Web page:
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Astron. Astrophys. 363, 1019-1025 (2000)

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3. Results

3.1. Photometry

In Table 1 photometric data for WDS 00550+2338 obtained during both observing runs are given from which the mean values of apparent brightness in B ([FORMULA]) and V ([FORMULA]) bands as well as mean color index B-V = [FORMULA] can easily be derived. They coincide with, or are very close to, those reported by Argue (1966), Lee (1970) and Jennens & Helfer (1975). Light curves of WDS 00550+2338 in B, V bands and behavior of B-V color index are shown in Fig. 1

A strong brightness increase on November 27, 1997 is clearly seen in Fig. 1 along with several weaker fluctuations occurring on different dates.

3.2. Spectral data

It is well known that the Harvard MKK system uses for classification of G-K type subdivisions progressive weakening of the ultraviolet part of the spectrum as well as strong G-band and metallic lines at G2-G5 and the appearance of TiO and MgH bands at K5. Given the spectral resolution of our spectrum and taking into account the spectral range, the most representative lines for classification purposes are [FORMULA], [FORMULA], CN band at 4200 A (all wavelengths in continuation are given in A), Ca I 4227, G-band, several strong Fe I lines (4045, 4144, 4271, 4325, 4384) etc.

Since our spectrum is not suitable for precise equivalent width calculation, we used rough estimations for the above mentioned lines to establish the spectral type, comparing our estimated values with those given by Jaschek & Jaschek (1987; 1995) for the same spectral type stars.

To assign the luminosity class, Balmer lines were used since their positive luminosity effect in G-K type stars (Jaschek & Jaschek 1987) is known, for example [FORMULA]/Fe I 4071 and Sr II 4216/Fe I 4271 ratios as well as CN strength. On the other hand, Ca I 4227 has a negative luminosity effect amongst late G-K type stars.

With these criteria in mind, using a comparison with the Atlas of spectral tracings of Goy et al. (1995) and Atlas of representative stellar spectra of Yamashita et al. (1977) we conclude that the composite spectrum of 00550+2338 can be classified as K0 IV because:

  1. The G-band is the strongest feature (except Ca II K line), even in comparison with a strong Ca I 4227 (which is very strong in the early K type) line, suggesting rather very early K type than late G.

  2. The HI lines are still relatively well distinguishable, suggesting either late G or early K subtypes. The strongest lines are Ca II H and K (despite only one of them being seen), G-band, Ca I 4227 (which is stronger than G-band, indicating rather very early K than G type) and several Fe I lines are still relatively weak.

  3. The relatively strong G-band is far from being dissolved (as in late K subtypes), an evidence in favor of very early K type.

  4. There is no clear evidence for any strong molecular bands which would be indication of a late K type star.

However, the strength of Ca I 4227, several Fe I lines and weak CN band suggest certain characteristics of the K type seen in the composite spectrum. It is therefore resonable to suppose that one of the components belongs to G type while the other shows K type features.

It must be remembered that we are dealing with a composite spectrum which in reality represent none of the components separately. With the knowledge of its binary nature in mind, the spectrum may well be a mixture of an early G (very strong G-band) and not late K (no later than K5 when TiO and MgH bands appear) stars. Taking into account the brightness difference between components ([FORMULA]), the spectral types may differ even in the narrower range, namely G5-G8 and K3-K5.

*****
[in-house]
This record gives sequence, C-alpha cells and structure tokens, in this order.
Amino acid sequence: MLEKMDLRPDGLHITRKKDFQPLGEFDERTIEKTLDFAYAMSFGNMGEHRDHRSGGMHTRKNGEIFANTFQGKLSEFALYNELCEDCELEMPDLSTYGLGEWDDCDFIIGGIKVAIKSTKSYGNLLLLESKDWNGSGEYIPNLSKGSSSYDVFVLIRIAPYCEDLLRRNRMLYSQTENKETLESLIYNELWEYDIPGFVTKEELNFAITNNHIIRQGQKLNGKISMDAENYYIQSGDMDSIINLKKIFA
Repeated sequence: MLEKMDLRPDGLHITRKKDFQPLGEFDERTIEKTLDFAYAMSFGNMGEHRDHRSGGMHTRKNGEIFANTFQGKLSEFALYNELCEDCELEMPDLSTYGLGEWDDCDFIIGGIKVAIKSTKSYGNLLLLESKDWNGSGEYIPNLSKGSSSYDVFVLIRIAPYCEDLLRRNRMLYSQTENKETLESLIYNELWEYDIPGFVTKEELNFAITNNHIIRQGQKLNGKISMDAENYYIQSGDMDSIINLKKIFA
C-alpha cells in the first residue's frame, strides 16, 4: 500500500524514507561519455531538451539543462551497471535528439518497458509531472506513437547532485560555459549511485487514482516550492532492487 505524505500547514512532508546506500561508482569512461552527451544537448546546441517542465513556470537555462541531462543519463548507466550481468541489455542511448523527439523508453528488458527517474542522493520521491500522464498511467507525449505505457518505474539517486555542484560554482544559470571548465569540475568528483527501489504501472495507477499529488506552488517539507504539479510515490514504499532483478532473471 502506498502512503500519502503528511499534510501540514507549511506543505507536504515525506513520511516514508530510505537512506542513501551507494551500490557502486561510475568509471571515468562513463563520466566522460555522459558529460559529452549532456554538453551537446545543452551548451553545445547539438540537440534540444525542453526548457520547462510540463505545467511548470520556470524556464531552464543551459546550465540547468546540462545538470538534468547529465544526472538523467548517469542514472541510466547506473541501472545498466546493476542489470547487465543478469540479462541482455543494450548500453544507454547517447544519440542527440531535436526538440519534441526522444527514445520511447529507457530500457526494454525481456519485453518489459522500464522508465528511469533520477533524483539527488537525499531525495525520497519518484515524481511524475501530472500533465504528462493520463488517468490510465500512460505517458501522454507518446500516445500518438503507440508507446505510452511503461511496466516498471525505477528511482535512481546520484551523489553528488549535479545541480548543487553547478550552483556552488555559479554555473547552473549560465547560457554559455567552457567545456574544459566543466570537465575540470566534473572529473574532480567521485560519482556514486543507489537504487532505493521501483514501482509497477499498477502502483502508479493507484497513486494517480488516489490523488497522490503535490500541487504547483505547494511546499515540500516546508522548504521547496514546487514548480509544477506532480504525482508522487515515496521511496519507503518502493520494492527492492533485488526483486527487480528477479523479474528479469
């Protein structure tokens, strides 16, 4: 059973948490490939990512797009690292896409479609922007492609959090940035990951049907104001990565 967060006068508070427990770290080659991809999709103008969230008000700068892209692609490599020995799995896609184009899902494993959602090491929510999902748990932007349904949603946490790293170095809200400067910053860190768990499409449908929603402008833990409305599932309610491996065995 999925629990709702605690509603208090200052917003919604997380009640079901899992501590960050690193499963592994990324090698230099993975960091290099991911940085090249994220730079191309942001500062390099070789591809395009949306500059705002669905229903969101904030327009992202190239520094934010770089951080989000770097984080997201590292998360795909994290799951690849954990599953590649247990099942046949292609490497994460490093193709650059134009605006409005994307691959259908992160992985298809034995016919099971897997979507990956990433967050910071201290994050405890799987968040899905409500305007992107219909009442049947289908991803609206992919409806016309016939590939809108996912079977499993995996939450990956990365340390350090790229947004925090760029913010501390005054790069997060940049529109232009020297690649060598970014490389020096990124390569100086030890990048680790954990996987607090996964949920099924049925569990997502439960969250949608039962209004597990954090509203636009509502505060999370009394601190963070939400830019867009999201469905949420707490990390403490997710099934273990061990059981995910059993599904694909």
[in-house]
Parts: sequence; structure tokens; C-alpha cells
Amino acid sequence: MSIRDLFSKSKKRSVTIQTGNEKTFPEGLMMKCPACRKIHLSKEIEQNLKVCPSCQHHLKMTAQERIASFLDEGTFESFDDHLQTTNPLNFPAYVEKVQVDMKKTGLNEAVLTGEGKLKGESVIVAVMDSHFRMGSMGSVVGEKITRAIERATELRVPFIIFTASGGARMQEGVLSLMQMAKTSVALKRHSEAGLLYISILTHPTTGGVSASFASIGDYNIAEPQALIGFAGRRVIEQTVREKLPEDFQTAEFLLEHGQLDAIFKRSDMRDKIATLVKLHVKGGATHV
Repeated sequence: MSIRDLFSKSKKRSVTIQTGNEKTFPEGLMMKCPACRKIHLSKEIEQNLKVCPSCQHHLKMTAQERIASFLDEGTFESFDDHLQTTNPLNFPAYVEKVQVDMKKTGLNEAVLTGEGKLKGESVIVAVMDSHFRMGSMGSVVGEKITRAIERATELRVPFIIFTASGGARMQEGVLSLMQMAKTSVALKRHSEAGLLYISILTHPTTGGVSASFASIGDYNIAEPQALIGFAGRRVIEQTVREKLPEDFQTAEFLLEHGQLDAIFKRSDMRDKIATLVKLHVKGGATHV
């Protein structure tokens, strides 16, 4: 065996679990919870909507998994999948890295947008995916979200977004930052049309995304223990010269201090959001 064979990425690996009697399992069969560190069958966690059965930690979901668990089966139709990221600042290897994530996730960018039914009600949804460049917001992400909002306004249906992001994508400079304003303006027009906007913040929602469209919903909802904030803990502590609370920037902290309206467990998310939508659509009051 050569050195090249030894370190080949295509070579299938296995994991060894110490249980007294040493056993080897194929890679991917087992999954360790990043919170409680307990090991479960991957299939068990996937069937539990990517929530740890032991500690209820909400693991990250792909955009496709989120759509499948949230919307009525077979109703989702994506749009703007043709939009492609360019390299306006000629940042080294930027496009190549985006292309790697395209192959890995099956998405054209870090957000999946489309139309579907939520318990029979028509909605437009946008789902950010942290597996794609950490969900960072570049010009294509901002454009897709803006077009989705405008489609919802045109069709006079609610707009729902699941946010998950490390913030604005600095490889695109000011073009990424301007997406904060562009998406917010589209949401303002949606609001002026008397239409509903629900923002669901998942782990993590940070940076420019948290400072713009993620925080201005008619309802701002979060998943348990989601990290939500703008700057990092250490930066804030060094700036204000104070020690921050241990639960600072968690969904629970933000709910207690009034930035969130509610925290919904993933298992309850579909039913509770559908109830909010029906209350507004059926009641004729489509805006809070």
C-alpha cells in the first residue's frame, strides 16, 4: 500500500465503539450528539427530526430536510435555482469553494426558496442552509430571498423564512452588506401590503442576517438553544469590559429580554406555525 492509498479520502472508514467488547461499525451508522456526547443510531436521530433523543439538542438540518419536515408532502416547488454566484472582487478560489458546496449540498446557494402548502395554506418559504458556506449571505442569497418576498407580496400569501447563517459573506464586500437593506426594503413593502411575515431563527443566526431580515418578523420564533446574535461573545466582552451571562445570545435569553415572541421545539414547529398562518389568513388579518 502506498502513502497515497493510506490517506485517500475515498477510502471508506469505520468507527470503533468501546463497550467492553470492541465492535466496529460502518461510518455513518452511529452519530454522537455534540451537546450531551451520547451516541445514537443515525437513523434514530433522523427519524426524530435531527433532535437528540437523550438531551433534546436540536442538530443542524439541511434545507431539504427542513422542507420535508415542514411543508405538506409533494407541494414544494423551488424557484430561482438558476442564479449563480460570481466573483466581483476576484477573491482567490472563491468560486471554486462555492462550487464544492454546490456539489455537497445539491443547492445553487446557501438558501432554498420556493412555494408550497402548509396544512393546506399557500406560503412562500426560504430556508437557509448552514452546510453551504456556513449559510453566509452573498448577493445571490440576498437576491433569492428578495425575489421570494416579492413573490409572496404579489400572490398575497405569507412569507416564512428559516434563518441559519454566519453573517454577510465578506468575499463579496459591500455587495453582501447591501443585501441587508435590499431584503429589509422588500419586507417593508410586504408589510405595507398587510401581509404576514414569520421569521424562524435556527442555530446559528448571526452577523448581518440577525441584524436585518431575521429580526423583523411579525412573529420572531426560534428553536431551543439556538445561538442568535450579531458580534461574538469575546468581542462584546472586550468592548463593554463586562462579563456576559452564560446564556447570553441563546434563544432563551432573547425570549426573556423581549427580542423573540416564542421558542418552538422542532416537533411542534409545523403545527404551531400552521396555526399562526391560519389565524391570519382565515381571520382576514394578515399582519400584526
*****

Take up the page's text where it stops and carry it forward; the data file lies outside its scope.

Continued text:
As regards its luminosity class, there are clear indications of the subgiant branch suggested by above mentioned luminosity sensitive lines. At the same time, a comparison with both spectra of luminosity class III giants and normal dwarfs (Goy et al. 1995; Jacoby et al. 1984) shows that WDS 00550+2338 does not belong to any of these classes.

Such a conclusion is well supported by the speckle spectroscopy data showing rather different spectral characteristics of the components (see Fig. 3). The spatially resolved [FORMULA] line and the clearly seen Li I doublet at 6708 A first noticed in the composite spectrum by Luck & Challener (1995) suggest that the main component is a young G5-G8 star while the secondary has an almost unseen [FORMULA] and may correspond to the K1-K3 type.

Thus, speckle spectroscopy data not only confirm the presence of the Li I doublet but also allow us to attribute that feature clearly to the WDS 00550+2338 A.

3.3. Speckle measurements and orbital data

WDS 00550+2338 has now completed an entire period since its discovery in 1832 by W. Struve, and a number of orbits have been calculated for this bright pair. The most recent calculated orbit, and the one best fitting the observations, has a period P = 167.1 yrs. and semimajor axis a = [FORMULA].002 (Docobo & Costa 1990; see references therein for previous orbits). A number of measurements have been performed since this orbit was calculated, allowing evaluation of its quality. In Table 2, the date of observation, position angle, angular separation, number of observations, name of observer(s), reference source and the residuals of observations made since the last orbit was calculated, with respect to above mentioned orbit, are given.


[TABLE]

Table 2. Recent astrometric observations and residuals


From these data, one can see that the orbit is rather well determined and, probably only small improvements would be needed to obtain it definitively.

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© European Southern Observatory (ESO) 2000

Online publication: December 5, 2000
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